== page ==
Then there’s the fact that the Arthur myth itself is one that is inherently about landscape–Arthur territorially binds Britain (see Subramanian, 2017, or just take my word for it that I have a thesis chapter on this), is buried under Britain, will rise to save Britain. It makes sense, then, that the myth can only be relocated by relocating a part of the landscape itself. [That image of individual ice blocks being transported by ship (at some point they must have crossed the equator, I protested) also calls to mind that recurring image, in British children’s literature of the mid-century, of Americans buying up British heritage buildings and relocating them. (I have no idea if this happened often, yet the prevalence of the image has convinced me it did. Wikipedia suggests that there were at least a few prominent instances.)] Unsurprisingly, we discover that Arthur is inscribed upon the local landscape as well–travelling into the mountains the characters see huge geoglyphs that resemble their companion’s birthmark.

Above I suggest that we’re not really being invited to consider these books through the lens of European imperialism, but Ginevra, this version of Guinevere, is a nightmare colonist. Not only has she showed up and reshaped the entire landscape as well as instilling her own weird religious system, but she is preying upon her subjects in more horrifying ways. It turns out that she is a sort of cannibal, who has stayed alive for these several centuries by murdering and consuming local children. (Again, it’s not immediately obvious how race works in New Cumbria, but the racial politics of the situation also seem striking.) In order to protect them from Ginevra and her minions, local parents send their children to work in the mines underground where, horrific though the conditions are, their chances of survival are marginally better. The princess of the comparatively idyllic neighbouring kingdom of Lyonesse finds the existence of an entire industry based on child labour horrifying, but Dido Twite, Aiken’s London born, working class protagonist is less surprised. “It should not be allowed. It is not so in Lyonesse.” “It is in England.”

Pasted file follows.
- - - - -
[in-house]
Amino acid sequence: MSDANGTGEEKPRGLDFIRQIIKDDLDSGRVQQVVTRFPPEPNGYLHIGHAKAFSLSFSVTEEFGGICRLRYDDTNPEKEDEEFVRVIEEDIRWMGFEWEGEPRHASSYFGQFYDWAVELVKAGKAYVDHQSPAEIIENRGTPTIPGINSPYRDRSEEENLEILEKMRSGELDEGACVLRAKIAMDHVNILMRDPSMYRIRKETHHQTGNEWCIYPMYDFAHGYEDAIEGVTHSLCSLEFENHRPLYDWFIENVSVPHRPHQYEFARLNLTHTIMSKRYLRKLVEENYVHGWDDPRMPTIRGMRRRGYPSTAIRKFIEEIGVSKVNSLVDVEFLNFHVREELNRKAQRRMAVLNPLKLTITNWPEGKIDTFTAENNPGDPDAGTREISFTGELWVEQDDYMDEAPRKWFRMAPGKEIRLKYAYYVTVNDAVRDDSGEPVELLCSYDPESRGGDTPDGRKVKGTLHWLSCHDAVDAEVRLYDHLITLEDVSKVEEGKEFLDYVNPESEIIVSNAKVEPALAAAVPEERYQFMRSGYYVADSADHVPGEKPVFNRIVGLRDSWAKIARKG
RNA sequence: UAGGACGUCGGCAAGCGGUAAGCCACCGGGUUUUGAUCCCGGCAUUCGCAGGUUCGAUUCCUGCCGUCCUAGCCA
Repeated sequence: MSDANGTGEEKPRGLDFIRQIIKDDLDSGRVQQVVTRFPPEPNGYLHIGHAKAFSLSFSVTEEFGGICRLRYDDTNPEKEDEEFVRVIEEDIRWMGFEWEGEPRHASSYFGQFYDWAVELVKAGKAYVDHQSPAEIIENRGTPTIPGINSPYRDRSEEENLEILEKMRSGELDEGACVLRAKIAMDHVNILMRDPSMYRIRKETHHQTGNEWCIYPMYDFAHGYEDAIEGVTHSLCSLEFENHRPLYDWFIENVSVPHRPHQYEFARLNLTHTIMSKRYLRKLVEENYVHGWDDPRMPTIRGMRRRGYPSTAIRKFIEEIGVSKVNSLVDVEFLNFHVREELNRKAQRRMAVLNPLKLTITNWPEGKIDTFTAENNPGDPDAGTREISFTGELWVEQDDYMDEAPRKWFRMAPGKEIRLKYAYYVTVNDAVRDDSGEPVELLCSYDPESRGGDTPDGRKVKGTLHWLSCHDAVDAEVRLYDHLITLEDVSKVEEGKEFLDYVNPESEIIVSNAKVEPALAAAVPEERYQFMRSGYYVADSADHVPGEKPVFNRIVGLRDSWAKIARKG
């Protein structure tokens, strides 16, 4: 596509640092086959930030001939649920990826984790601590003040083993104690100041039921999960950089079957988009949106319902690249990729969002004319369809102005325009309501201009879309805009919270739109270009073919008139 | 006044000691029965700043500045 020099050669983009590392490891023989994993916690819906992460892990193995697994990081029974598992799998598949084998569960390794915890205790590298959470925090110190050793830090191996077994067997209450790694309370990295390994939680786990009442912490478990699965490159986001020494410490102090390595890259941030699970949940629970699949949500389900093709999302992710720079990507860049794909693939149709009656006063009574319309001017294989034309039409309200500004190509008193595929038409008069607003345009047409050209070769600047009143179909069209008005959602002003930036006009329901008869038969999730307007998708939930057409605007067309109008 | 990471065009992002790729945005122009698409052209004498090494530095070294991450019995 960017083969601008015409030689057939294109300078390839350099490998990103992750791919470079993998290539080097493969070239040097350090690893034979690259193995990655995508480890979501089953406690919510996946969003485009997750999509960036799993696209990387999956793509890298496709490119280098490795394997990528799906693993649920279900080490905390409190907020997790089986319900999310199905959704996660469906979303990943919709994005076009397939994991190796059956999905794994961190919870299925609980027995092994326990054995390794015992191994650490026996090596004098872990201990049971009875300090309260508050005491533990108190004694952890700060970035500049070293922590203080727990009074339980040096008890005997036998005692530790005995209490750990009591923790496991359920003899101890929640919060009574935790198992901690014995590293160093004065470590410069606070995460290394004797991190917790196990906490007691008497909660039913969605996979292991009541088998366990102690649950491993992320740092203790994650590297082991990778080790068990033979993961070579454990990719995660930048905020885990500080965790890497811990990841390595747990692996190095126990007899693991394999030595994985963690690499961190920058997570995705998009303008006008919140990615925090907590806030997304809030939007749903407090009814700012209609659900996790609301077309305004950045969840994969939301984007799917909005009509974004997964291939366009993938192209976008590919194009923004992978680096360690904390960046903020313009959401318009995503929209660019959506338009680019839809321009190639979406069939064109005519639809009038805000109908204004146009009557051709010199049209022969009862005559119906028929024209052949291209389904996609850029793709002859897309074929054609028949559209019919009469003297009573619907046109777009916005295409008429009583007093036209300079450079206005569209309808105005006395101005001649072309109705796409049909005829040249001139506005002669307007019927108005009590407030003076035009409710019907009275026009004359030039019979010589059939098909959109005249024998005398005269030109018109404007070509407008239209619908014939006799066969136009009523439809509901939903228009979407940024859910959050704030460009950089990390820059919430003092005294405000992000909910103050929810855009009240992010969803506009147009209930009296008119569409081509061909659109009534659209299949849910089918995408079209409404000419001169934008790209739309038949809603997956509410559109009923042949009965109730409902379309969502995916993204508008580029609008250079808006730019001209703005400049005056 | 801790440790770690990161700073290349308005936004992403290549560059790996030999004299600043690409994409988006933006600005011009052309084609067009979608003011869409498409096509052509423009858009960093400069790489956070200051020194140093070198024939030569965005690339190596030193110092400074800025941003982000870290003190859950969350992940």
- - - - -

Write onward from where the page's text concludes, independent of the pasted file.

It’s possible, then, to read Ginevra not only as individually monstrous (though she is), but representative of much that is monstrous about 19th century Britain, a country known for treating its own working class children badly, as well as for consuming and imposing catastrophic change upon other peoples in other places. There’s also, in the image of the grief-stricken queen mourning her lost husband, more than a hint of Victoria (who of course, in Aiken’s world, is never crowned).

What, then, of Arthur/Atahuallpa/Gwydion/Holystone? “The whole of Roman America apart from that is in a disgraceful condition of tyranny, anarchy, and misrule. Time it was the High King came back; someone who will be accepted by the people and set matters to rights,” says a friend and ally from a neighbouring kingdom. In one sense, Arthur is as much of an import as Ginevra. But he has been reborn here in South America, has an Inca name (not that we’re told that that’s what “Atahuallpa” is); he is even described as having “pale brown” skin. His followers are eager for him to reunite “Roman America”, and this is in keeping with the character’s British roots (as I’ve said, one of the Arthur myth’s functions is to bind Britain into a single territory), but the idea of a single ruler of possibly divine provenance uniting the empire also runs in tandem with our-world stories about Atahuallpa as the last Sapa Inca.

A benevolent combining of the two continents (Europe and South America) and their histories and politics, then? It’d be nice, but neither in our world nor the world of the book is any equal footing ever possible. The need for a king like Arthur is in keeping with the myth, sure, but it’s also framed within a rhetoric that imitates current constructions of South America as lawless:

And as for the things that go on in Biru, you’d never believe–brigandage, cannibalism–I believe they even sacrifice their grandmothers to Sul. Grandmothers! in the streets of Manoa you daren’t go out at night because robbers make off with the silver manhole covers; you could fall straight into the sewers and get washed away.

And there are those shrunken heads. Almost the only instance of Ginevra embracing anything local is in her fondness for these heads as decorative objects–we’re told also that “Foreign travelers buy many of them; they are one of Cumbria’s principal exports”, wording that does at least implicate those tourists (probably North American and European?) in the continuation of the practice. We know that Arthur, an enlightened monarch, plans to concern himself with “Dissident elements in Hy Brasil … abolish practice of head shrinking … joint action to exterminate the aurocs … improved conditions in the silver mines …”; fair enough, I suppose, but the continued invocation of South America as a space of headshrinking and lawlessness is still uncomfortable.

Which is to state the obvious, and say that however much this may be more complex than many British fantasies that unthinkingly appropriate other spaces,  The Stolen Lake‘s charming alternate history is of necessity drawing on an imperial vocabulary that means something.